This knitting together of a fragile present and a full-blooded eternity only encouraged the early church to believe that within months, if not days, the promised general resurrection of the dead, the day of judgment and the triumph of the people of God would take place. Even years later Paul, in his letters still expects the end of all things within the foreseeable future. Only gradually the church began to realise that the outpouring of the Spirit of the Risen Christ was to be lived out more thoroughly, organically and historically, so that in this morning’s Epistle, newly baptised Christians (by now facing persecution by Imperial Rome, even arrest, the confiscation of all property, and martyrdom) are assured that they are already being filled with the inexpressible joy and power of Christ risen, baptized and anointed as kings and priests of the new creation.
They are to be ‘sure of the end to which your faith looks forward, the salvation of your souls.” 1 Peter 1:9.
Finally the Gospel affirms that we are to see beyond the doubts, uncertainties and contradictions of the present to a greater hope.
He confronts Thomas, confronts his doubts and unbelief.
In what is likely to have been the original ending of the fourth Gospel, we hear Thomas utter that most explicit act of faith to his Master.
“You are my Lord, and my God.”
We are not told if Thomas then lifted his hands towards the wounds, It was no longer relevant or necessary. Now he would witness and give testimony to all who came after him that not only was Jesus raised from the dead, but that his true identity had been laid bare. It is none other than our Lord and God who has come to share the profundities and pains of human history with us, and to redeem them from within – thoroughly, organically, historically through his crucified and risen body, but in a way that comes to meet us, as he did on that evening when Thomas and the apostles were gathered with mixed feelings. He comes, and he confronts in his risen power and mercy, forgiving our past, enlivening our future.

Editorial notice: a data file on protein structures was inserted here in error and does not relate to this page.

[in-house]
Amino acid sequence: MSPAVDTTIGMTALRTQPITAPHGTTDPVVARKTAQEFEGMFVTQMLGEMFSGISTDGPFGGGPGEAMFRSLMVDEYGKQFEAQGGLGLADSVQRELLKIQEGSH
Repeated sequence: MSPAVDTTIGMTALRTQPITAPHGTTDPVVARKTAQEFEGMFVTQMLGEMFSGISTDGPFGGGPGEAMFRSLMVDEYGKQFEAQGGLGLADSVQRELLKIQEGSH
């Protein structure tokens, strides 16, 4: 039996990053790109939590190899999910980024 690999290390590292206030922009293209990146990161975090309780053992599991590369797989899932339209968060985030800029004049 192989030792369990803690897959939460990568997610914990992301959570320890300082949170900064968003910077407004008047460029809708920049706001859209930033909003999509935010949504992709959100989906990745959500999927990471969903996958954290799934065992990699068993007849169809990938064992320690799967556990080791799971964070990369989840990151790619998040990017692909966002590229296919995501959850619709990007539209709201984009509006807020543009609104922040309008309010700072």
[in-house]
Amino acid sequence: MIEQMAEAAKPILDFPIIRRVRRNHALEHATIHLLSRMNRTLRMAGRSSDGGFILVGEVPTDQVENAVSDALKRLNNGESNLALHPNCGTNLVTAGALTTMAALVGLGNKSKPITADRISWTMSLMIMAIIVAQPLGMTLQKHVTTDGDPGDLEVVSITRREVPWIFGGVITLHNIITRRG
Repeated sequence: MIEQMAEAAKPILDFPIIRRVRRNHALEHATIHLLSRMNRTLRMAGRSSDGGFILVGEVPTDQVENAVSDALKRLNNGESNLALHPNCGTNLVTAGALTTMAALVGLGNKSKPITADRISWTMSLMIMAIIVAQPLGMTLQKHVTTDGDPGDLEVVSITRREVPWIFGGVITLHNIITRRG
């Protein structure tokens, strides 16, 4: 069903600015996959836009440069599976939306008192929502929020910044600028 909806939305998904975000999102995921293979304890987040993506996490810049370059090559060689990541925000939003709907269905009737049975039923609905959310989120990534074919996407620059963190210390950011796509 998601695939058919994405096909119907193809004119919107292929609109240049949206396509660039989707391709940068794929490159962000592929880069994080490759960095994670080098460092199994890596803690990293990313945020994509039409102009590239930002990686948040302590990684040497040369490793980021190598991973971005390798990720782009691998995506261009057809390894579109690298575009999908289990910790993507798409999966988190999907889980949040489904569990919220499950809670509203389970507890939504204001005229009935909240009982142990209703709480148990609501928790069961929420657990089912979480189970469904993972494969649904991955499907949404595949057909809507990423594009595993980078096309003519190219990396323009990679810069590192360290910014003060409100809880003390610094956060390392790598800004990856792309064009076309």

Rowan Williams in a series of lectures about Resurrection talks about this ‘here and now’ activity of Resurrection:
“The risen Christ is not a resuscitated human individual – he is encountered as a particular historical subject – certainly in a record of past events. He never belongs to the past in the sense that what he does, or is, is over, completed and sealed off. And he does not act in the present simply by influence and example; it is in confrontation with his presence that human lives are restored and reshaped. And the Church is part of what that confrontation implies.”
We are the face of the risen Lord today. Or, in words often attributed to Teresa of Avila:
Christ has no body but yours, No hands, no feet on earth but yours,
Yours are the eyes with which he looks in compassion on this world,
Yours are the feet with which he walks to do good,
Yours are the hands, with which he blesses all the world.
Yours are the hands, yours are the feet,
Yours are the eyes, you are his body.
Christ has no body now but yours,
No hands, no feet on earth but yours,
Yours are the eyes with which he looks in compassion on this world.
Christ has no body now on earth but yours.
Bishop Rowan concludes, “What the believer says is ‘I live because of Jesus, in Jesus. I cannot be understood apart from Jesus. I am baptized, I received my name, my identity, in the process of immersion in the Easter event.’ ”
With Thomas we exclaim “My Lord and my God” and reveal him in our daily living.